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CHINA BULLETIN: China-U.S. Rapprochement Continues with Xi-Biden Call, Yellen Visit

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Bamboo Works wrote a column · Apr 7 03:02
CHINA BULLETIN: China-U.S. Rapprochement Continues with Xi-Biden Call, Yellen Visit
CHINA BULLETIN: China-U.S. Rapprochement Continues with Xi-Biden Call, Yellen Visit
CHINA BULLETIN: China-U.S. Rapprochement Continues with Xi-Biden Call, Yellen Visit
CHINA BULLETIN: China-U.S. Rapprochement Continues with Xi-Biden Call, Yellen Visit
CHINA BULLETIN: China-U.S. Rapprochement Continues with Xi-Biden Call, Yellen Visit
April 7, 2024


In this week’s issue Xi and Biden talk, car loans get easier and a major EV listing restarts. On a scale of 1 to 100, we give the week a 65 for offshore-listed China stocks.
Doug Young, Editor in Chief
You can to get China Bulletin weekly in your inbox.
MACRO

Last week was a short one for traders due to the Easter and Qing Ming holidays, but government officials from both China and the U.S. weren’t taking any breaks. Leading the list of major new dialogues taking place was between presidents Xi Jinping and Joe Biden. That was followed by later in the week by U.S. Treasury Secretary Janet Yellen.
The week also saw the of a commercial issues working group set up by the two sides last year. Most of the discussions were described as frank and constructive, with both sides raising issues they consider important. The use of positive words like “constructive,” and the fact that meetings are happening at all at such high levels, should be viewed as generally positive.

Back in China, other positive signs were emerging from both the manufacturing and services sector with the release of the latest Caixin purchasing managers index (PMI) figures for March. The Caixin manufacturing PMI for the month, marking its first month above the 50 level that connotes expansion after contracting for five straight months.
Meantime, the Caixin services PMI was also with a reading of 52.7, up from 52.5 in February. The numbers could point to a fledgling recovery in China’s economy. But after a post-pandemic rebound early last year quickly fizzled, many will want to see at least a few more months of positive data before declaring any recovery is underway.
Stocks Continue Long But Slow Upward March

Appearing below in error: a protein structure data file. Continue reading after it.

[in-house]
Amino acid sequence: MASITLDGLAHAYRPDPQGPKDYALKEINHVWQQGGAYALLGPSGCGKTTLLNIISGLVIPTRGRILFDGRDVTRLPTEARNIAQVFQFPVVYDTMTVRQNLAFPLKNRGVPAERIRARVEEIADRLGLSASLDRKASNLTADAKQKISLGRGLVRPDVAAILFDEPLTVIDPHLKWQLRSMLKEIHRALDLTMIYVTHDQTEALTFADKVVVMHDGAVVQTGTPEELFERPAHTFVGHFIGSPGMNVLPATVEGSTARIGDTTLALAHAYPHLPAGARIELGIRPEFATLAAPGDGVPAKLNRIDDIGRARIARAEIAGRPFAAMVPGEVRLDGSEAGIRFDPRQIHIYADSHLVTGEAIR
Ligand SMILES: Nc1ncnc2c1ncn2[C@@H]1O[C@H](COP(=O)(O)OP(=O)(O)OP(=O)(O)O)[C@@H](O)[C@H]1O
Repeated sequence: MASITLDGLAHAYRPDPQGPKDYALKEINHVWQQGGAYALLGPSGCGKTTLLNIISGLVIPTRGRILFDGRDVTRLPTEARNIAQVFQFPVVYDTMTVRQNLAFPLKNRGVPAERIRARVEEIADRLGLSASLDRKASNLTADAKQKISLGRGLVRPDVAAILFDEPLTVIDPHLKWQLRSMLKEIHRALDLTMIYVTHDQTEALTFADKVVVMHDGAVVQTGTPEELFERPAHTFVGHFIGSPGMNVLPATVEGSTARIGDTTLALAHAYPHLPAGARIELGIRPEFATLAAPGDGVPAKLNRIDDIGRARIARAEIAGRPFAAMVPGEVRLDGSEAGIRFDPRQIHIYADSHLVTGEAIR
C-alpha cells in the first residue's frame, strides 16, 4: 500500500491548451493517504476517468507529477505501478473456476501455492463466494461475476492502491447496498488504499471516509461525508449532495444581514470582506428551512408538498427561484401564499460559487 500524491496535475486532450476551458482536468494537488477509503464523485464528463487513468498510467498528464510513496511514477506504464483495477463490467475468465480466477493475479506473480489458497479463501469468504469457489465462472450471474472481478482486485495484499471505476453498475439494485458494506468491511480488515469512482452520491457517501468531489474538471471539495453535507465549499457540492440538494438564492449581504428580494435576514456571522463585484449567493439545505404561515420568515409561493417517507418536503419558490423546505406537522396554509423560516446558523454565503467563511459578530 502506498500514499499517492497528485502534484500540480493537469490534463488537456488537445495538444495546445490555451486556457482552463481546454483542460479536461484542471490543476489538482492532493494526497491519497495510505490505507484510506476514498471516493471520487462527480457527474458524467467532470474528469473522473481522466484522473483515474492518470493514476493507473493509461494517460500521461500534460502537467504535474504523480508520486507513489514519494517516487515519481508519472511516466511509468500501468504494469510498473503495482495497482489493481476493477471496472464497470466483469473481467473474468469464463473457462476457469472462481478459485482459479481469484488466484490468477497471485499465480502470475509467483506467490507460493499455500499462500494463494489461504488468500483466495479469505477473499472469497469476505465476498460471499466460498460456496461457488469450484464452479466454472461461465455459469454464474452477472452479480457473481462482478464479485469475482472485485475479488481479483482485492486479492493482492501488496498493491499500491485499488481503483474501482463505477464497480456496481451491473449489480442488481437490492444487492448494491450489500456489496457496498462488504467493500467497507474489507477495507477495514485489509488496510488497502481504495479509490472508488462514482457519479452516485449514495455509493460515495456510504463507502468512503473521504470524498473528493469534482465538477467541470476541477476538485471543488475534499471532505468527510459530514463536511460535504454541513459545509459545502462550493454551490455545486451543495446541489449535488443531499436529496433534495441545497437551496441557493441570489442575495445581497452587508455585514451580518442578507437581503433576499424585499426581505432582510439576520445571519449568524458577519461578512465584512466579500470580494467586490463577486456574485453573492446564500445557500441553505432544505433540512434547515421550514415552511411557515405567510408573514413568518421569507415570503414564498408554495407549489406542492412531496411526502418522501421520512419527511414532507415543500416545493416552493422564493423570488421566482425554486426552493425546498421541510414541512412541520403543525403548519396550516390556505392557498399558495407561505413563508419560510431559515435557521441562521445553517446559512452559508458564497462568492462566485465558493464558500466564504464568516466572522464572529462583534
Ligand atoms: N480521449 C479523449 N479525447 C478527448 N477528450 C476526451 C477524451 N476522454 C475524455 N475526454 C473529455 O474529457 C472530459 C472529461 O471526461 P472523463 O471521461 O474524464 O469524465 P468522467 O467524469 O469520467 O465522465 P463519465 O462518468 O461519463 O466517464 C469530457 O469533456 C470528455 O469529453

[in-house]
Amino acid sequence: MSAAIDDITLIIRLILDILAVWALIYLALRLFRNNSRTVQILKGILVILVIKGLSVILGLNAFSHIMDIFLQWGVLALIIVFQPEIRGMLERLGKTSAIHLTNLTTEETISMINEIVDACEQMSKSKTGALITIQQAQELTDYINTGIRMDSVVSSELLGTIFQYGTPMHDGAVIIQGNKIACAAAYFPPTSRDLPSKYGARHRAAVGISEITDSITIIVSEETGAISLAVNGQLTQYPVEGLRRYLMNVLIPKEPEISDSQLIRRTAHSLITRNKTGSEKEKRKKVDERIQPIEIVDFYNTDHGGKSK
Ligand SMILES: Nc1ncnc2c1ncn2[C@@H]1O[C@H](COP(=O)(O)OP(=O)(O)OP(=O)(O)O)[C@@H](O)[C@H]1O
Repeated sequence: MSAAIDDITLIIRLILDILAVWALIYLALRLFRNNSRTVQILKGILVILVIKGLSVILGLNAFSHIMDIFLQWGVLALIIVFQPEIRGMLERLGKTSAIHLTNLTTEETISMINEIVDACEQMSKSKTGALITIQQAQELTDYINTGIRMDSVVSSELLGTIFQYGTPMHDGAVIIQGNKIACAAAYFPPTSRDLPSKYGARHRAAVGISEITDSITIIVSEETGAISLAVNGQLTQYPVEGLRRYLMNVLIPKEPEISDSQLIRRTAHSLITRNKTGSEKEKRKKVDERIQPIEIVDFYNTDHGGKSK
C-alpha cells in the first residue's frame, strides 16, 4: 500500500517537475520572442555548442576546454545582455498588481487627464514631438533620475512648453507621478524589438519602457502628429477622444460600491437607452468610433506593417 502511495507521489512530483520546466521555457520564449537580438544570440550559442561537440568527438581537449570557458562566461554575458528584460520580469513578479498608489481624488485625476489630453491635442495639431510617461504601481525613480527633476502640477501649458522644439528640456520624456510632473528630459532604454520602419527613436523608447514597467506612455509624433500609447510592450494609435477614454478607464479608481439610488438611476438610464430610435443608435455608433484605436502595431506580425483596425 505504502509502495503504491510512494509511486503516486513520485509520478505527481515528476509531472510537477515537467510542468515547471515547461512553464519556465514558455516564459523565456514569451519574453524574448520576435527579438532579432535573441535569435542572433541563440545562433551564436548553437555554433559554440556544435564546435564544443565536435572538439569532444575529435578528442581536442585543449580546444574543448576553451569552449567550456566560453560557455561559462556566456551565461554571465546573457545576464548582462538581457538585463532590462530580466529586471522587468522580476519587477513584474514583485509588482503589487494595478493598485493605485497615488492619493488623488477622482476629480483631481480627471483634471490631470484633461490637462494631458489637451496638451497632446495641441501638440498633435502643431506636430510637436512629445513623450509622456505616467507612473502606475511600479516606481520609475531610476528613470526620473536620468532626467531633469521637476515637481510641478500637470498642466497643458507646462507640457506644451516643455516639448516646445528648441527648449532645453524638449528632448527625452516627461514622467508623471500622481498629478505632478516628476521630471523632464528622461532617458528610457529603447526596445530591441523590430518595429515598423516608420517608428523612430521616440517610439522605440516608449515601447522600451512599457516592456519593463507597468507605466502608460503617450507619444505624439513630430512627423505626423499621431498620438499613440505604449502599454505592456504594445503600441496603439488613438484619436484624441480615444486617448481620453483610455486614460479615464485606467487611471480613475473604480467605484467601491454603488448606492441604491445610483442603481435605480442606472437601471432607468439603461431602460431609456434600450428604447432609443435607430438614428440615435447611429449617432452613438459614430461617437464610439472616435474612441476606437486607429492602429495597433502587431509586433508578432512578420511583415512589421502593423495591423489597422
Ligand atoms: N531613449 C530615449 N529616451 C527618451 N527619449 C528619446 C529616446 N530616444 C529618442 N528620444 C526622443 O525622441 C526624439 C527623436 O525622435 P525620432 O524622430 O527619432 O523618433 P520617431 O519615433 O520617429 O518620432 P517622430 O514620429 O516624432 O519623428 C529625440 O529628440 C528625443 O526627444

Chinese stocks continued their upward ways in shortened trading for two holidays in Hong Kong last week, even as the U.S. was open all week. But the gains were hardly large. The Hang Seng China Enterprises rose 0.9% for the week, while the iShares MSCI China ETF finished up 0.6% and the broader Hang Seng Index rose by 1.1%.
The latest gains mean the China Enterprises Index is now up for the year and is actually up 17% from a low in late January. That means that if it can rise just a bit more it will officially enter bull territory that’s defined as a 20% rise. But most of the gains in recent weeks have been relatively small, indicating market sentiment may be improving but is still quite tentative.

Industry

Car buyers got some good news last week when the central bank that scrapped government-mandated minimum downpayments for new car loans. That means those buyers can now purchase cars completely on credit, which may come as welcome news to consumers who are becoming increasingly careful with their own money.
The new policy is part of an existing rule that was revised for the first time since 2018. The revisions also make it easier for people to trade in their used cars. The government has tried similar things with mortgages to stimulate the morbid home market, but with little effect. The same could be true for this policy since most consumers are shying away from buying big-ticket items these days.

New data from two of China’s leading online travel agents shows foreign travelers are slowly but surely . Bookings of inbound trips to China using leading travel agent Trip.com nearly tripled in the first three months of this year from year-ago levels, while hotel bookings by foreigners on Tongcheng were also up by 136% year to date.
From our position in Shanghai, we can say with relative certainty there are far more foreigners coming into China now than a year ago. Part of that may be due to China’s promotional efforts, including visa waivers for a growing number of countries. Then again, it’s not difficult to notch big gains when you’re coming off a base of nearly zero.